Sunday, September 14, 2008

Good readings

As I laid in the Mexican sun last week, I had the rarer and rarer opportunity to read almost non-stop for several hours -- a guilty pleasure I have not indulged in for a too long time.
Two of the books that were devoured cover-to-cover have some relevance here. They both refer, more or less directly, to modern, almost contemporary conflicts. Low intensity warfare in the second half of the XX century is something that has intrigued me for a long time, and yet I have been reluctant to tip my toe into this period, at least publicly. I think this is my sense of decorum in display: these events are still open wounds for many people, and making them the object of wargaming is something that must be done with great taste, respect, and measure, and some understatement.
Back to my recommended readings of the day.
The first book is about the open engagement in the Vietnam War, Operation Starlite in August 1965.

The title is "The First Battle - Operation Starlite and the Beginning of the Blood Debt in Vietnam". It is a quick book, little more than 200 pages, and it contains several ideas for good scenarios. It is also a fascinating reading to cast some light about the fighting doctrine of the U.S. Marines and the VietCong in the early stages of the conflict.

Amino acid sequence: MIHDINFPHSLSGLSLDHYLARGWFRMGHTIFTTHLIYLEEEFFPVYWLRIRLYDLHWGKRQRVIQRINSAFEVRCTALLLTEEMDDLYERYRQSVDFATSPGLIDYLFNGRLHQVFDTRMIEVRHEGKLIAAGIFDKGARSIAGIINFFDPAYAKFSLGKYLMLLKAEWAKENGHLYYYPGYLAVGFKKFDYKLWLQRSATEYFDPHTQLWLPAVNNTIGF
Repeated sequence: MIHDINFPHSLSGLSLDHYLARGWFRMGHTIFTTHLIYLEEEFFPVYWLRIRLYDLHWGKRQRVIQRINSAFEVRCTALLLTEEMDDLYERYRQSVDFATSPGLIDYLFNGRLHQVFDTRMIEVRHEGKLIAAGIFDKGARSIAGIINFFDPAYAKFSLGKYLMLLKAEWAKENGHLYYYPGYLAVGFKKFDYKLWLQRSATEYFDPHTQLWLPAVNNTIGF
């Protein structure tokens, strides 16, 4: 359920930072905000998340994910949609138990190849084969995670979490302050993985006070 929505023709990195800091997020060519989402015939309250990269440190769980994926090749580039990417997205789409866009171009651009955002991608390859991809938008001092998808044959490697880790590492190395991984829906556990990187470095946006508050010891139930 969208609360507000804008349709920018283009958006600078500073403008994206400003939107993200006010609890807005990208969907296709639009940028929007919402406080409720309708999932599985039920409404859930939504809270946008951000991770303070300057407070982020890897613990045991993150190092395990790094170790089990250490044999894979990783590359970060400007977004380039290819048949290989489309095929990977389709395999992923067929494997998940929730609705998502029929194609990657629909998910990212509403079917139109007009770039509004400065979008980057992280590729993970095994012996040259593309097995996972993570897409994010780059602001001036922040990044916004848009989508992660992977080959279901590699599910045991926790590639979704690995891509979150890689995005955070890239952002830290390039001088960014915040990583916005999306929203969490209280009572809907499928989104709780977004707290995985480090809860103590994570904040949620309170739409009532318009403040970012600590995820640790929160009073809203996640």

The second book is not military history, but a novel which had some success a few years back.

Alexandra Fuller wrote "Don't Let's Go to the Dogs Tonight: An African Childhood" as a memoir of her childhood in war-torn Rhodesia, and the book chronicled the story of her family moving across the region (Rhodesia, Malawi, Zambia) in the '70s and '80s. It s a very frank and sweet book, which portrays the harsh realities of a country in political and military turmoil.
Just a few weeks back, TooFatLardies published B'Maso, a supplement for "I Ain't Been Shot Mum" which provides historical background, army lists, and scenarios for the conflicts of African decolonization: from the Mau Mau in Kenya in the 1950s, to Katanga and the Congo in the 1960s, Biafra and Nigeria, Rhodesia, the Portuguese Wars in Mozambique, Guinea Bissau and Angola, and the border war in South West Africa.
I have to confess: reading this book made me very curious about the possibilities in TFL booklet. Very interesting. Maybe it's time to go and give a second look to Peter Pig's AK47 range...

1 comment:

Bluebear Jeff said...

I fully understand (and share) your reluctance to "game" recent conflicts. Personally the only thing I've gamed after the 19th century "colonial" period is some WWI air combat (let's face it, biplanes are cool-looking) . . . even WWII is too recent for my taste.

But I hardly try to impose my opinions on anyone else. I hope that you find your 20th century engagements fascinating.

-- Jeff